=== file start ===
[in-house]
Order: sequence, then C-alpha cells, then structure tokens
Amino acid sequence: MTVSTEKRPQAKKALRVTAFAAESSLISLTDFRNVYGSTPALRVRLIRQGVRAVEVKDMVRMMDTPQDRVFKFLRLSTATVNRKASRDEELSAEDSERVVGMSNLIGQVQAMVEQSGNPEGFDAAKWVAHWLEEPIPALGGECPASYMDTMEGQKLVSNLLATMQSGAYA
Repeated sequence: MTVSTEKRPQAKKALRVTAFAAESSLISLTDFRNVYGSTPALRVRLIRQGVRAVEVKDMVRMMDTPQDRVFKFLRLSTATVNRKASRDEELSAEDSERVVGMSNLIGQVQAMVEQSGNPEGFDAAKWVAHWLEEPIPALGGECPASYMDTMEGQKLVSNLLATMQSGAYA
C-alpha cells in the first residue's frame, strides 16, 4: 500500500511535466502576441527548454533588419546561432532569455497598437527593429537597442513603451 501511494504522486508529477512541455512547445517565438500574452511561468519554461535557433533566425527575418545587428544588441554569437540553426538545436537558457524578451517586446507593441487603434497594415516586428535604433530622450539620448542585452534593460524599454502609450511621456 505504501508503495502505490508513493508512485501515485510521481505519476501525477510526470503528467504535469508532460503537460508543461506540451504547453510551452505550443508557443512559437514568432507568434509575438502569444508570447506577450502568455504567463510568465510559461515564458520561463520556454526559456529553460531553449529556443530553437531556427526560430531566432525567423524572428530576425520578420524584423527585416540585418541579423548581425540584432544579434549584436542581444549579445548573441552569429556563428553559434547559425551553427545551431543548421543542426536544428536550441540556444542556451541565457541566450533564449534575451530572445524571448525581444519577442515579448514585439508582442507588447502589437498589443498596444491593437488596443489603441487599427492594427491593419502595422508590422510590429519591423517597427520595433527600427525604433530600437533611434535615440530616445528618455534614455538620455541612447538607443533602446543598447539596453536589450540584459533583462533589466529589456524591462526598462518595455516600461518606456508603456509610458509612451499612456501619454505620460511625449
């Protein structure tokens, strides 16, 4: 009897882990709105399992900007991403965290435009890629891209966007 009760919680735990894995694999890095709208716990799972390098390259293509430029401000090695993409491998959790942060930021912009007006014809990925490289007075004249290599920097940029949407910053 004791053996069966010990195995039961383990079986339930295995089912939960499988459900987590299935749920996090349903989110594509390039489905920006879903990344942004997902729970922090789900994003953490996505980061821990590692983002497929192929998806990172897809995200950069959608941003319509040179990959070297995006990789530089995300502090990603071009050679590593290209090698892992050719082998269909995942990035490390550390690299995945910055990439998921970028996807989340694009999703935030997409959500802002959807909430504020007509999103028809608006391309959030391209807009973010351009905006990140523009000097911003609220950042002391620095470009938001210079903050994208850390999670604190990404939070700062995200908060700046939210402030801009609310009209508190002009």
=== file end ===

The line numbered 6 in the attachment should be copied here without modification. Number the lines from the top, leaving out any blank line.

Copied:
């Protein structure tokens, strides 16, 4: 009897882990709105399992900007991403965290435009890629891209966007 009760919680735990894995694999890095709208716990799972390098390259293509430029401000090695993409491998959790942060930021912009007006014809990925490289007075004249290599920097940029949407910053 004791053996069966010990195995039961383990079986339930295995089912939960499988459900987590299935749920996090349903989110594509390039489905920006879903990344942004997902729970922090789900994003953490996505980061821990590692983002497929192929998806990172897809995200950069959608941003319509040179990959070297995006990789530089995300502090990603071009050679590593290209090698892992050719082998269909995942990035490390550390690299995945910055990439998921970028996807989340694009999703935030997409959500802002959807909430504020007509999103028809608006391309959030391209807009973010351009905006990140523009000097911003609220950042002391620095470009938001210079903050994208850390999670604190990404939070700062995200908060700046939210402030801009609310009209508190002009």